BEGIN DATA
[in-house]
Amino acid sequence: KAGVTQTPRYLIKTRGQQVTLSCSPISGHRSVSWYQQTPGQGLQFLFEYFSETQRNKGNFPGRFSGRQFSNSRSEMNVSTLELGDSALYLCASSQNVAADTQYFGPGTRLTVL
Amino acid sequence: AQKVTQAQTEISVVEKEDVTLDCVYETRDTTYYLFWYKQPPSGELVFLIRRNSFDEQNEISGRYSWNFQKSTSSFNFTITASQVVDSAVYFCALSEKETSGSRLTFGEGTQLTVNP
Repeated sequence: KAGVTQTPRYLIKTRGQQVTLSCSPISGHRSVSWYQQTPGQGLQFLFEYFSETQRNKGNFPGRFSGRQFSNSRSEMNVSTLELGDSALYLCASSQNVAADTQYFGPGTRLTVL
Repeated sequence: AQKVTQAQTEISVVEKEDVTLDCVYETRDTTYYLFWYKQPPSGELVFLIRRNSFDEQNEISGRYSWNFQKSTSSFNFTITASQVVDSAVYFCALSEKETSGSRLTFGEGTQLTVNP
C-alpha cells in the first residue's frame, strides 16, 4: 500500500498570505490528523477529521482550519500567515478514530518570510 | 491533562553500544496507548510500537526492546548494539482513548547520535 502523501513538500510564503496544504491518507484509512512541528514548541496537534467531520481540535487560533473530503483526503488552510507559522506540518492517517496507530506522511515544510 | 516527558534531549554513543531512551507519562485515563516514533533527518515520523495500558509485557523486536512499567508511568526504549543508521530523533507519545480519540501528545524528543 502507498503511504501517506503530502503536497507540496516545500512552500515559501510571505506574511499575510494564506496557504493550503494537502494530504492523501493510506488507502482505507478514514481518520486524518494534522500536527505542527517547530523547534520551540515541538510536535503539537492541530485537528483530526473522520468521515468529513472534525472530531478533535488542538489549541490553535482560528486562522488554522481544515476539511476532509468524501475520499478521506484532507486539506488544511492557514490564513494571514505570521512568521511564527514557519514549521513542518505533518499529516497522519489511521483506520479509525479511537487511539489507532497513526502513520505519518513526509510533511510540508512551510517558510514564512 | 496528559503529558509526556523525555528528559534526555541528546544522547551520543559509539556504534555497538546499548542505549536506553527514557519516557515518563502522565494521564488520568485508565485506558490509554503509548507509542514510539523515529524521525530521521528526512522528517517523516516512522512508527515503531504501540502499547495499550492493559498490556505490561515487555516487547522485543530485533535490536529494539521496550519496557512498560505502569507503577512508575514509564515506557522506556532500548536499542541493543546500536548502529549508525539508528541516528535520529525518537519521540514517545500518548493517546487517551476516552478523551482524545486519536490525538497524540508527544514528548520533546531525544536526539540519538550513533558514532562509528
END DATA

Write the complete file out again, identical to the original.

[in-house]
Amino acid sequence: KAGVTQTPRYLIKTRGQQVTLSCSPISGHRSVSWYQQTPGQGLQFLFEYFSETQRNKGNFPGRFSGRQFSNSRSEMNVSTLELGDSALYLCASSQNVAADTQYFGPGTRLTVL
Amino acid sequence: AQKVTQAQTEISVVEKEDVTLDCVYETRDTTYYLFWYKQPPSGELVFLIRRNSFDEQNEISGRYSWNFQKSTSSFNFTITASQVVDSAVYFCALSEKETSGSRLTFGEGTQLTVNP
Repeated sequence: KAGVTQTPRYLIKTRGQQVTLSCSPISGHRSVSWYQQTPGQGLQFLFEYFSETQRNKGNFPGRFSGRQFSNSRSEMNVSTLELGDSALYLCASSQNVAADTQYFGPGTRLTVL
Repeated sequence: AQKVTQAQTEISVVEKEDVTLDCVYETRDTTYYLFWYKQPPSGELVFLIRRNSFDEQNEISGRYSWNFQKSTSSFNFTITASQVVDSAVYFCALSEKETSGSRLTFGEGTQLTVNP
C-alpha cells in the first residue's frame, strides 16, 4: 500500500498570505490528523477529521482550519500567515478514530518570510 | 491533562553500544496507548510500537526492546548494539482513548547520535 502523501513538500510564503496544504491518507484509512512541528514548541496537534467531520481540535487560533473530503483526503488552510507559522506540518492517517496507530506522511515544510 | 516527558534531549554513543531512551507519562485515563516514533533527518515520523495500558509485557523486536512499567508511568526504549543508521530523533507519545480519540501528545524528543 502507498503511504501517506503530502503536497507540496516545500512552500515559501510571505506574511499575510494564506496557504493550503494537502494530504492523501493510506488507502482505507478514514481518520486524518494534522500536527505542527517547530523547534520551540515541538510536535503539537492541530485537528483530526473522520468521515468529513472534525472530531478533535488542538489549541490553535482560528486562522488554522481544515476539511476532509468524501475520499478521506484532507486539506488544511492557514490564513494571514505570521512568521511564527514557519514549521513542518505533518499529516497522519489511521483506520479509525479511537487511539489507532497513526502513520505519518513526509510533511510540508512551510517558510514564512 | 496528559503529558509526556523525555528528559534526555541528546544522547551520543559509539556504534555497538546499548542505549536506553527514557519516557515518563502522565494521564488520568485508565485506558490509554503509548507509542514510539523515529524521525530521521528526512522528517517523516516512522512508527515503531504501540502499547495499550492493559498490556505490561515487555516487547522485543530485533535490536529494539521496550519496557512498560505502569507503577512508575514509564515506557522506556532500548536499542541493543546500536548502529549508525539508528541516528535520529525518537519521540514517545500518548493517546487517551476516552478523551482524545486519536490525538497524540508527544514528548520533546531525544536526539540519538550513533558514532562509528